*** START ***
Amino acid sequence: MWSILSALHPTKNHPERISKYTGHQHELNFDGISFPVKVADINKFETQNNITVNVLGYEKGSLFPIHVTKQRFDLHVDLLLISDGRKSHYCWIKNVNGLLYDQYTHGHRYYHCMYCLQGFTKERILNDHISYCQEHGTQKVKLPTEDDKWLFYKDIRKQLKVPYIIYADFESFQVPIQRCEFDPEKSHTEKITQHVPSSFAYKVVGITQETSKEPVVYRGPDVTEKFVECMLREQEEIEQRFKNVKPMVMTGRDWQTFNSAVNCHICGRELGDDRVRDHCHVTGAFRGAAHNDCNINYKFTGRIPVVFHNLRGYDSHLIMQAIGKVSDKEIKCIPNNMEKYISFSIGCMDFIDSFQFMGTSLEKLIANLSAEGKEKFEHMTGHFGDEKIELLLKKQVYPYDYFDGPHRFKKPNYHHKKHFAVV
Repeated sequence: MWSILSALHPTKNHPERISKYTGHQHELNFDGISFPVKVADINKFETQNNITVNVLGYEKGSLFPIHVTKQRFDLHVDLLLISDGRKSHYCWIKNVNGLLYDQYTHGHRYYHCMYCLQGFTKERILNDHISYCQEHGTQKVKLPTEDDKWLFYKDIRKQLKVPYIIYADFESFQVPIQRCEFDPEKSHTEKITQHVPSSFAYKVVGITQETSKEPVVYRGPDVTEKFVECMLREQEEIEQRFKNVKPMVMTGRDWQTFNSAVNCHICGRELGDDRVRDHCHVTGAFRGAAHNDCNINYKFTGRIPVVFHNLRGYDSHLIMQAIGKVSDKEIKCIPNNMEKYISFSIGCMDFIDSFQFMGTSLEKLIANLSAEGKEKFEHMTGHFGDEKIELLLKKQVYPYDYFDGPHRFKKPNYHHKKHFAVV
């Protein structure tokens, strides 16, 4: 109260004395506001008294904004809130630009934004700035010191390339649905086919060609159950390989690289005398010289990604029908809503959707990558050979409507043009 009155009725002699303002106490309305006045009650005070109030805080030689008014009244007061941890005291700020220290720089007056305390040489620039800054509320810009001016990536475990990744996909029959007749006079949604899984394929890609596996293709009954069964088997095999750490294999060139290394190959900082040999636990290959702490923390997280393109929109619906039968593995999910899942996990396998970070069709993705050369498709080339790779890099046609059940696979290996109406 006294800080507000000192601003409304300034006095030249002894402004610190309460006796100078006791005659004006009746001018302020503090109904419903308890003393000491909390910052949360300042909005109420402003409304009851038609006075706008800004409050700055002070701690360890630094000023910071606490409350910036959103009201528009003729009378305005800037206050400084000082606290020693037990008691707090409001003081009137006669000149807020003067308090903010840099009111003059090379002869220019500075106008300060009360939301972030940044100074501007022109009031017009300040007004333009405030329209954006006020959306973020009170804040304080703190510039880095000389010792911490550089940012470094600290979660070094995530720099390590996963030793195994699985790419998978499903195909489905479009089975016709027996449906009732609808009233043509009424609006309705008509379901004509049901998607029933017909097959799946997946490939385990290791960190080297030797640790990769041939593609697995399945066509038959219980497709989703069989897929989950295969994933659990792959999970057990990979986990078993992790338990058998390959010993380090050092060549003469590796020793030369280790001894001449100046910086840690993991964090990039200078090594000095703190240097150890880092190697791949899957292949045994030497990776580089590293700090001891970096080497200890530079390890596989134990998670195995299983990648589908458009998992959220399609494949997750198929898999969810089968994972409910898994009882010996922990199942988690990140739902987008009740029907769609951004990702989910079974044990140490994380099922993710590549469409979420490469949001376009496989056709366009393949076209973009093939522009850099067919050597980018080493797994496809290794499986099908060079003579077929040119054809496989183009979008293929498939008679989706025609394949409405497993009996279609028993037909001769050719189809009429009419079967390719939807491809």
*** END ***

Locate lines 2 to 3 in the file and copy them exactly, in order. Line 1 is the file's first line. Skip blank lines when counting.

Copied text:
Repeated sequence: MWSILSALHPTKNHPERISKYTGHQHELNFDGISFPVKVADINKFETQNNITVNVLGYEKGSLFPIHVTKQRFDLHVDLLLISDGRKSHYCWIKNVNGLLYDQYTHGHRYYHCMYCLQGFTKERILNDHISYCQEHGTQKVKLPTEDDKWLFYKDIRKQLKVPYIIYADFESFQVPIQRCEFDPEKSHTEKITQHVPSSFAYKVVGITQETSKEPVVYRGPDVTEKFVECMLREQEEIEQRFKNVKPMVMTGRDWQTFNSAVNCHICGRELGDDRVRDHCHVTGAFRGAAHNDCNINYKFTGRIPVVFHNLRGYDSHLIMQAIGKVSDKEIKCIPNNMEKYISFSIGCMDFIDSFQFMGTSLEKLIANLSAEGKEKFEHMTGHFGDEKIELLLKKQVYPYDYFDGPHRFKKPNYHHKKHFAVV
């Protein structure tokens, strides 16, 4: 109260004395506001008294904004809130630009934004700035010191390339649905086919060609159950390989690289005398010289990604029908809503959707990558050979409507043009 009155009725002699303002106490309305006045009650005070109030805080030689008014009244007061941890005291700020220290720089007056305390040489620039800054509320810009001016990536475990990744996909029959007749006079949604899984394929890609596996293709009954069964088997095999750490294999060139290394190959900082040999636990290959702490923390997280393109929109619906039968593995999910899942996990396998970070069709993705050369498709080339790779890099046609059940696979290996109406 006294800080507000000192601003409304300034006095030249002894402004610190309460006796100078006791005659004006009746001018302020503090109904419903308890003393000491909390910052949360300042909005109420402003409304009851038609006075706008800004409050700055002070701690360890630094000023910071606490409350910036959103009201528009003729009378305005800037206050400084000082606290020693037990008691707090409001003081009137006669000149807020003067308090903010840099009111003059090379002869220019500075106008300060009360939301972030940044100074501007022109009031017009300040007004333009405030329209954006006020959306973020009170804040304080703190510039880095000389010792911490550089940012470094600290979660070094995530720099390590996963030793195994699985790419998978499903195909489905479009089975016709027996449906009732609808009233043509009424609006309705008509379901004509049901998607029933017909097959799946997946490939385990290791960190080297030797640790990769041939593609697995399945066509038959219980497709989703069989897929989950295969994933659990792959999970057990990979986990078993992790338990058998390959010993380090050092060549003469590796020793030369280790001894001449100046910086840690993991964090990039200078090594000095703190240097150890880092190697791949899957292949045994030497990776580089590293700090001891970096080497200890530079390890596989134990998670195995299983990648589908458009998992959220399609494949997750198929898999969810089968994972409910898994009882010996922990199942988690990140739902987008009740029907769609951004990702989910079974044990140490994380099922993710590549469409979420490469949001376009496989056709366009393949076209973009093939522009850099067919050597980018080493797994496809290794499986099908060079003579077929040119054809496989183009979008293929498939008679989706025609394949409405497993009996279609028993037909001769050719189809009429009419079967390719939807491809």